Recent research from the Salk Institute, Johns Hopkins, UC Irvine, and many other neuroscience research institutes, strongly supports the idea that physically, cognitively, and socially complex and challenging environments may have the power to actually heal neurological damage and stimulate brain change and growth. Such “enriched environments” have been shown to actually increase the size and improve the function of brains during controlled animal experiments. Neuroscientists are becoming more convinced that enriched environments have the same effect on humans.
William Greenough, from the University of Illinois Urbana-Champaign, suggests that this kind of enrichment include complex and demanding elements that compel learning and physical activity. Other research indicates that engaging social activity, play, and a healthy, varied diet are also critical components of an optimally enriched environment.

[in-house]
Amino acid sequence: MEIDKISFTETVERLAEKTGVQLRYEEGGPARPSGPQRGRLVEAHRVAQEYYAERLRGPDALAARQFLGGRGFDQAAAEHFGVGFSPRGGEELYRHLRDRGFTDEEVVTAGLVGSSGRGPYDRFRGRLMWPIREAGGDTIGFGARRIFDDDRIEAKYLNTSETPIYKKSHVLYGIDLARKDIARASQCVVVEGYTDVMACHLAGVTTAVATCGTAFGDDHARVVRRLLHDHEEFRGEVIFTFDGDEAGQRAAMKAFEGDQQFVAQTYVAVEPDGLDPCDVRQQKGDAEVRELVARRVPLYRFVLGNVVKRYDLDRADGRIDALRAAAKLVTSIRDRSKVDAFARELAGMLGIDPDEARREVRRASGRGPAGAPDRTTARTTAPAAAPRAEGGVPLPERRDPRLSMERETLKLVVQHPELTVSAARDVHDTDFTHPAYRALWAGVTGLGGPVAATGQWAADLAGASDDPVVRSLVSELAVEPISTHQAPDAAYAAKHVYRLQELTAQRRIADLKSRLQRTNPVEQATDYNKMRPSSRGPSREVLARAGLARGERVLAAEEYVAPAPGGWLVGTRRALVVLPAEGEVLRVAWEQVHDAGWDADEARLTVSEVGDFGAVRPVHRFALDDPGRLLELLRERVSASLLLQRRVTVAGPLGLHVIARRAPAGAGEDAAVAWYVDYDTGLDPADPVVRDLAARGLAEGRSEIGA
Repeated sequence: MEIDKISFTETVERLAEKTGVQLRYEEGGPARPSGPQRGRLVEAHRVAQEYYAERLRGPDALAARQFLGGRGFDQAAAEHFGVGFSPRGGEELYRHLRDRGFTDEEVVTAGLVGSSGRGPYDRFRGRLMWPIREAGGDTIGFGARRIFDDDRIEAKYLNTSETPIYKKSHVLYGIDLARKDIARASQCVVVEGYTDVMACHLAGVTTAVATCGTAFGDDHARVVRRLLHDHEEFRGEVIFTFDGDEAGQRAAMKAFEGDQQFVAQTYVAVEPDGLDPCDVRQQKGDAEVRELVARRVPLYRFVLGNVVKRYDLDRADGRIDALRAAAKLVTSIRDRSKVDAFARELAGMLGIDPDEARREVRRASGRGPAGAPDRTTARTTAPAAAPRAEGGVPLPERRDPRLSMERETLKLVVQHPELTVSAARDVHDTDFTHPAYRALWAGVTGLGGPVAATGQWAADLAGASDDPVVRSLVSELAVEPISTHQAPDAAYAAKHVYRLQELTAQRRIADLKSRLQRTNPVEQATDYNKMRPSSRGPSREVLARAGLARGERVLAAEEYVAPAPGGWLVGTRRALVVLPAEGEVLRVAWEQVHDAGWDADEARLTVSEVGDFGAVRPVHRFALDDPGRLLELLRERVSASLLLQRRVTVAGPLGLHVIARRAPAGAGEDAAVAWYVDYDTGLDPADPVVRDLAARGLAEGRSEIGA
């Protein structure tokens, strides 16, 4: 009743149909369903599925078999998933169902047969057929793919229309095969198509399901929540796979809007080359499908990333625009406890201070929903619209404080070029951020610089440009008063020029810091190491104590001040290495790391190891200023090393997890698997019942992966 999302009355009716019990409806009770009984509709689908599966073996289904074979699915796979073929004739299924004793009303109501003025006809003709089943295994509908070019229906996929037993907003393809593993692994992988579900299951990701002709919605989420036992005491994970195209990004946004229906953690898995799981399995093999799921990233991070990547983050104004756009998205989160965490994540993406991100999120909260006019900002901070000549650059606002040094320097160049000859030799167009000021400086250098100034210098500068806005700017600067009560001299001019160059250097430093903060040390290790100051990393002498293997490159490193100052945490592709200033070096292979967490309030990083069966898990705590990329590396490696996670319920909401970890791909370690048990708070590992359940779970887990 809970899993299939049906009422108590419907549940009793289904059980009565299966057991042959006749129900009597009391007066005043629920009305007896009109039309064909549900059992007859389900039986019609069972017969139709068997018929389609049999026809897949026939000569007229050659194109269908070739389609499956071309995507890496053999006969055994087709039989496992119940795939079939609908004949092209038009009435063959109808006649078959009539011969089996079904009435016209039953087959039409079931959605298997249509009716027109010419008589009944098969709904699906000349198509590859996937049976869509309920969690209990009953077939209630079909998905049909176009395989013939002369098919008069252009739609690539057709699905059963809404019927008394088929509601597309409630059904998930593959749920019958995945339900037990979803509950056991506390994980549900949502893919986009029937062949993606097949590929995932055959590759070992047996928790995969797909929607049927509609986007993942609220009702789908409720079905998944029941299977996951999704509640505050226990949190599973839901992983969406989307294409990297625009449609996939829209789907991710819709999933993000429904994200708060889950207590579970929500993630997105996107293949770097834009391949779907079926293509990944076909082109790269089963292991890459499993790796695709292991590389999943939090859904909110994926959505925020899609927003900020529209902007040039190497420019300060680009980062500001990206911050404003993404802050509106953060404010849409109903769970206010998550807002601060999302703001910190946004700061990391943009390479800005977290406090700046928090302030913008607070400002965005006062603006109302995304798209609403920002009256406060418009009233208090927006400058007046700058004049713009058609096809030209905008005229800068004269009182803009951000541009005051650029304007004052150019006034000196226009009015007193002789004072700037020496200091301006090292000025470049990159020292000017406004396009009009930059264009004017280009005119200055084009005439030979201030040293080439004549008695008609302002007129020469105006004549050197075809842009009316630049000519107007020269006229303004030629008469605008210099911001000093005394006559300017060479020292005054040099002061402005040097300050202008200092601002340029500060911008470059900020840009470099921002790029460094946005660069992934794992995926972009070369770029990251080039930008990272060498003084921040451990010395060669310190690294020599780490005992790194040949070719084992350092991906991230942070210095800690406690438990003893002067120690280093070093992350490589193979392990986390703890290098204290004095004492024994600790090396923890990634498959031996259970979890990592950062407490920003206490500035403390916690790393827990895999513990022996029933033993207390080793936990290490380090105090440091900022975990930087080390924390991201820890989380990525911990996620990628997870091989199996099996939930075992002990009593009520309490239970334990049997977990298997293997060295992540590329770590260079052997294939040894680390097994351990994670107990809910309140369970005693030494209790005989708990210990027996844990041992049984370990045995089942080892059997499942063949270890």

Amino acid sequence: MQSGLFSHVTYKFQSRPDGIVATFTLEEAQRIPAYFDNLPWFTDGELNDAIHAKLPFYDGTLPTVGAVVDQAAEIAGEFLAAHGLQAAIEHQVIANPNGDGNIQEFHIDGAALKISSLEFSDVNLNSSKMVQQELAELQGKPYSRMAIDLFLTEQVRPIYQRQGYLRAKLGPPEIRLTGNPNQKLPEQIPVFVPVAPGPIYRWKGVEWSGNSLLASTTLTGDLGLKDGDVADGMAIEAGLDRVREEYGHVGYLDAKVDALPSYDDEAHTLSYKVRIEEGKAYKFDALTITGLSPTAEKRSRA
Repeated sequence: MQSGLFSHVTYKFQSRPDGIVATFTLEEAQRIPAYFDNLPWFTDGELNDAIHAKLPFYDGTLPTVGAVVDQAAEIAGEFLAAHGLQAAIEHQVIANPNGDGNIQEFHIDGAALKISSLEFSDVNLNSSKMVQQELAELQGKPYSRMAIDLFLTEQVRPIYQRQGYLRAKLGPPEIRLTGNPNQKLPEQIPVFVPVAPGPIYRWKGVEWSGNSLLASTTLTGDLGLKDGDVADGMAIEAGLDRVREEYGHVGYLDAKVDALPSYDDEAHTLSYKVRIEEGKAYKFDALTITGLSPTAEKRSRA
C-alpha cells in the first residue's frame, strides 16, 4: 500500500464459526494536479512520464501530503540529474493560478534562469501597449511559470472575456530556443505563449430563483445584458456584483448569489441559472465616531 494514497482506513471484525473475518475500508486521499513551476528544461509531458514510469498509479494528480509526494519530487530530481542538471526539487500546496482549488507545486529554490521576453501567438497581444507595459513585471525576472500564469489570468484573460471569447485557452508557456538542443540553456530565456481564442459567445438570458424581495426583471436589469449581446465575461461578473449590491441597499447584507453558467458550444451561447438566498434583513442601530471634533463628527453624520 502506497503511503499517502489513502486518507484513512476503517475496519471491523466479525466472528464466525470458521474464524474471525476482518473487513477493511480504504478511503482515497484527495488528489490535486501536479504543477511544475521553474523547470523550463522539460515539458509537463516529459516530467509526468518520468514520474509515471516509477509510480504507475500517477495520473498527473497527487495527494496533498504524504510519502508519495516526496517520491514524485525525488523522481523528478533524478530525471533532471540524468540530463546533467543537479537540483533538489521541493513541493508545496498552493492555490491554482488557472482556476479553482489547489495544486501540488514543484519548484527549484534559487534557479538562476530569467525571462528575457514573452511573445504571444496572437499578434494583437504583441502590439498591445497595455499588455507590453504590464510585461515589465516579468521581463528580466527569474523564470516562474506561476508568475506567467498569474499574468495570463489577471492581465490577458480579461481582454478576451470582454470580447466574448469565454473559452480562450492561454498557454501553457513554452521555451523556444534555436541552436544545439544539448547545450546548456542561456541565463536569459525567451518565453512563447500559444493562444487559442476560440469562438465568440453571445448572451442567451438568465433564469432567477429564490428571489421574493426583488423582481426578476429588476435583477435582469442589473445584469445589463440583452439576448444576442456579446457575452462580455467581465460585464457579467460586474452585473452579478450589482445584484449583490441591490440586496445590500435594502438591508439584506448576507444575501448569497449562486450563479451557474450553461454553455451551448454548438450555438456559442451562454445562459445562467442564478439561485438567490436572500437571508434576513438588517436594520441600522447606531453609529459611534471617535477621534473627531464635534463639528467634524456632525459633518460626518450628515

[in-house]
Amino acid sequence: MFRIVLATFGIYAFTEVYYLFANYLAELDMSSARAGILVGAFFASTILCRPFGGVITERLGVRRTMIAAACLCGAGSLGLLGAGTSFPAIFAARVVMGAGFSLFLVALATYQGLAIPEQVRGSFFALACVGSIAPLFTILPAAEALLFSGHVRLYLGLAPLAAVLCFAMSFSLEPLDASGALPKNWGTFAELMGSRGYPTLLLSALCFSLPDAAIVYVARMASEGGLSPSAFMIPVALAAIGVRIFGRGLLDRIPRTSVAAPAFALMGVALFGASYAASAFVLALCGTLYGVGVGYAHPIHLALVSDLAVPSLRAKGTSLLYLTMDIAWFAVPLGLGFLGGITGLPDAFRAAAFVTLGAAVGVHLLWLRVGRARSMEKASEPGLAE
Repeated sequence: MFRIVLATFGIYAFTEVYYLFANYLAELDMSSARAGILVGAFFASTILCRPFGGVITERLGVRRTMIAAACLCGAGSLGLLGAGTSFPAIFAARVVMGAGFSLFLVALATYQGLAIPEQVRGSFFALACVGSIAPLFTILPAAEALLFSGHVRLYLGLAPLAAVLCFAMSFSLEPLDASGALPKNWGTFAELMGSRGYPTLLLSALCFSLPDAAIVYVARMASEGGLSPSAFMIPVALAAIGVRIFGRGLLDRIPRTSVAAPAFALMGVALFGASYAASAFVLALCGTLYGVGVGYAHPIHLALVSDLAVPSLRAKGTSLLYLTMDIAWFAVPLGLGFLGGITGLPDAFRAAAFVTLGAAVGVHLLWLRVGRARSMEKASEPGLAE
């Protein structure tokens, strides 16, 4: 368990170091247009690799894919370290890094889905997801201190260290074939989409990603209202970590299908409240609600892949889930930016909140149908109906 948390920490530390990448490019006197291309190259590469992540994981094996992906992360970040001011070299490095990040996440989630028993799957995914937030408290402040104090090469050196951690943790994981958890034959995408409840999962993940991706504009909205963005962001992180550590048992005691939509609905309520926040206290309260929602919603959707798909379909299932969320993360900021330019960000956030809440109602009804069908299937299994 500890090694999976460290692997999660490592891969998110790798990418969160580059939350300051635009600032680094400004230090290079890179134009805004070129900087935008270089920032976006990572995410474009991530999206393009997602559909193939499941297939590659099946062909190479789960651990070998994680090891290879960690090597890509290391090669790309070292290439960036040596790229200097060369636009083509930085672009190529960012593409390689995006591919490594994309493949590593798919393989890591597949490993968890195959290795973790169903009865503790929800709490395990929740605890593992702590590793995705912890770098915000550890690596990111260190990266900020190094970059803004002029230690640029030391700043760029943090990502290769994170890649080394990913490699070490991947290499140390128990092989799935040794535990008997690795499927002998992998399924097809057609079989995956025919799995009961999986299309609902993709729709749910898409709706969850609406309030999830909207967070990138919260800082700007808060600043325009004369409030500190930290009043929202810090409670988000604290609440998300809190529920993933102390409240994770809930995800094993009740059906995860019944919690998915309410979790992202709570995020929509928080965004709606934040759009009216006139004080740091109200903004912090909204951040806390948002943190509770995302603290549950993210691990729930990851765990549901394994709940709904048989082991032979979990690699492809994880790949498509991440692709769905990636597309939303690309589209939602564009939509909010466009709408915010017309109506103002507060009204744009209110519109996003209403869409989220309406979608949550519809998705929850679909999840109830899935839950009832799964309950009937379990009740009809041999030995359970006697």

Researchers point to two primary mechanisms that they believe are activated by highly stimulating circumstances: the brain’s natural plasticity and its ability to generate new neurons; two remarkable mechanisms that scientists are only now beginning to understood. The mind-body connection may also be partially to credit for these effects, with physical activity and stimulation causing increased blood flow to the brain (chewing gum, for instance, has been shown to temporarily increase cerebral blood flow and task-related memory).
Even more surprisingly, enriched environments may be useful for treating everything from cocaine addiction to fetal alcohol syndrome to epilepsy. This new research may help us refine and focus enriched environment therapies for the treatment of specific conditions. These therapies may enable us to aggressively prevent, mitigate, and even heal neurological disorders once considered untreatable.